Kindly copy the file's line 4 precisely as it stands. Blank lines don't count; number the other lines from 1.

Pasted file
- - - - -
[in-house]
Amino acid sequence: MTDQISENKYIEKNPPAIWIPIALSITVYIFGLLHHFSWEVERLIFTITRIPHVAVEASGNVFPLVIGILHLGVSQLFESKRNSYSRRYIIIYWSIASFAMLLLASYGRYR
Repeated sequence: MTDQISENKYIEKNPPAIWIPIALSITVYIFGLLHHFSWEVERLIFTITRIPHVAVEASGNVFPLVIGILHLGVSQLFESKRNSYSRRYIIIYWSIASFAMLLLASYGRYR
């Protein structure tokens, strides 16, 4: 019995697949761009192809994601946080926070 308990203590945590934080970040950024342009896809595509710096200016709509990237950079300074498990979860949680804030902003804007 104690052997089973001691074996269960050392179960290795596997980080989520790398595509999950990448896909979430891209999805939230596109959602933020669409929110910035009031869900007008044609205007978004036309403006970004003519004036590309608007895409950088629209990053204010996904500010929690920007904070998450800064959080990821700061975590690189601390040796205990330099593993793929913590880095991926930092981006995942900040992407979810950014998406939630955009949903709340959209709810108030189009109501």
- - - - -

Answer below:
């Protein structure tokens, strides 16, 4: 019995697949761009192809994601946080926070 308990203590945590934080970040950024342009896809595509710096200016709509990237950079300074498990979860949680804030902003804007 104690052997089973001691074996269960050392179960290795596997980080989520790398595509999950990448896909979430891209999805939230596109959602933020669409929110910035009031869900007008044609205007978004036309403006970004003519004036590309608007895409950088629209990053204010996904500010929690920007904070998450800064959080990821700061975590690189601390040796205990330099593993793929913590880095991926930092981006995942900040992407979810950014998406939630955009949903709340959209709810108030189009109501």